Tuesday, September 14, 2004
Two hundred years ago, George Washington said, "public buildings in size, form and elegance must look beyond the present day." This view was shared by the community leaders who built the 1923 Routt County Courthouse.
There has been a lot of focus on the cost of the new court facility; there has been virtually no discussion about its value to our community. It is the local representation of our "nation of laws" under which Americans agree to live. It creates an identity and a sense of place. It reinforces our sense of belonging. It is an icon of our democratic way of life. Court facilities are the distinguishing trademark of every county seat in every state in this country. They are physical and functioning manifestations of public access to government -- government of the people, by the people, for the people.
When we put these buildings and their functions in out-of-the-way locations, they become a little bit less accessible, a little bit less symbolic, and yes, even a little bit less democratic. Out of sight and out of mind -- the antithesis of our fundamental premise of open government. Our community loses a little more of the value that historically shaped its proud Western identity, once compromised, never recovered. In the wake of unprecedented world turmoil, never have we faced a more appropriate time to place our public, democratic institution front and center.
Until the last half of the 20th century -- a period dominated by sprawling development (cost versus value) -- courthouses have always occupied prominent settings. These settings were chosen for the sense of permanence, dignity and importance they project.
Recently, Warren County, Va., rehabilitated its historic courthouse and "built a beautiful, architecturally compatible addition to it."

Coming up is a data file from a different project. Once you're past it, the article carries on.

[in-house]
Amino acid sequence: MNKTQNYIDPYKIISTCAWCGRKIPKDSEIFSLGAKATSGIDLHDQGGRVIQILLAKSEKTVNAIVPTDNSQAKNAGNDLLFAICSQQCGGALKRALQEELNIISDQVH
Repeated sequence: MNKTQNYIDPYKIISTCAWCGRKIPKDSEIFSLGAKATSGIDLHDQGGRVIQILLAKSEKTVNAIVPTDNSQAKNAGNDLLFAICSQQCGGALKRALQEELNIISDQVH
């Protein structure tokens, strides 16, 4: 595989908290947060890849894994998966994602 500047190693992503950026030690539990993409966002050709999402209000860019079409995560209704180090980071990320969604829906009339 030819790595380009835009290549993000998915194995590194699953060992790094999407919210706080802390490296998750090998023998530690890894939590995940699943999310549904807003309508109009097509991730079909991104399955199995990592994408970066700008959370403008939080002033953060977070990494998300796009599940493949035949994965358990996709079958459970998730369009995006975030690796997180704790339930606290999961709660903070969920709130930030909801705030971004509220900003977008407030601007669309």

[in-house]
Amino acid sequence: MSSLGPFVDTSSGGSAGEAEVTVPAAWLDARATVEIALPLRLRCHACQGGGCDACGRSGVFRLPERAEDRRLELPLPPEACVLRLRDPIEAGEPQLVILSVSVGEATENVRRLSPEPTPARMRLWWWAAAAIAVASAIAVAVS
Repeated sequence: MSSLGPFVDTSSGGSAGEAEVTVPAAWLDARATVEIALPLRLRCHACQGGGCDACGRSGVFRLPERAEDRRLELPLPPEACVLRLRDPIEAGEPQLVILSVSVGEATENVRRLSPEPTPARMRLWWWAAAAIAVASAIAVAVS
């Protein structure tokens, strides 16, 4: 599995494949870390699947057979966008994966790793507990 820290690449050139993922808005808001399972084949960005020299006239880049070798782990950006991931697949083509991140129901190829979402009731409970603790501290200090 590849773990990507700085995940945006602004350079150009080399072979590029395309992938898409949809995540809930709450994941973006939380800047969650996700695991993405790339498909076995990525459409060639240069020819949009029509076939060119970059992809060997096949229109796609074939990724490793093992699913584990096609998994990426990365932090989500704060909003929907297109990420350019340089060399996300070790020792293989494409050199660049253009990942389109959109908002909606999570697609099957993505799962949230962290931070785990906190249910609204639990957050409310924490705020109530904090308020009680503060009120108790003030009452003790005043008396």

Ed McMahon, land use planner and attorney, wrote in the Planning Commissioners Journal, "Keeping the courthouse downtown did cost more, but Warren County officials realized that there is a big difference between cost and value. Downtown is the heart and soul of the community and the cornerstone of civic identity. A public commitment to staying downtown also encourages private businesses to do the same."
McMahon went on to say: "By rehabilitating and expanding its existing facilities, the county helped to stabilize Front Royal's downtown, increase the value of nearby properties and uses, and ensure that existing infrastructure would be used more efficiently. On the other hand, if the county had moved its offices out of downtown, private businesses would have followed. Keeping the courthouse in the core helped both the town and the county." Does this description strike a familiar chord?
It is this same ethic of stewardship that garnered the city of Steamboat Springs a Preserve America Award last January. And this is why the county commissioners' intractable position is so puzzling. Routt County is known far and wide for its progressive policies regarding agricultural and open lands conservation. It is recognized as a national leader, admired by local elected officials throughout Colorado and beyond. The commissioners were leaders, much like the commissioners of Warren County.
Defaulting to cost flies in the face of a decade of wise land use planning decisions and policy-making that have added immeasurable value. Destroying a wetland, disinvesting in the downtown. These actions compromise the county's ability to say no to any developer coming before them looking for a permit to fill yet another wetland or to advance the long-discredited notion of low density, sprawling development. Let's not let the next decade of community building be driven by those who know the cost of everything and the value of nothing.
Yes, it is much harder to build downtown. But the effort is worth it, always has been, always will be. It takes collaboration, negotiation, understanding and cooperation -- something that was clearly evident in the 1995 Steamboat Springs Area Community Plan, but has been woefully missing in the past 22 months.
Townsend H. Anderson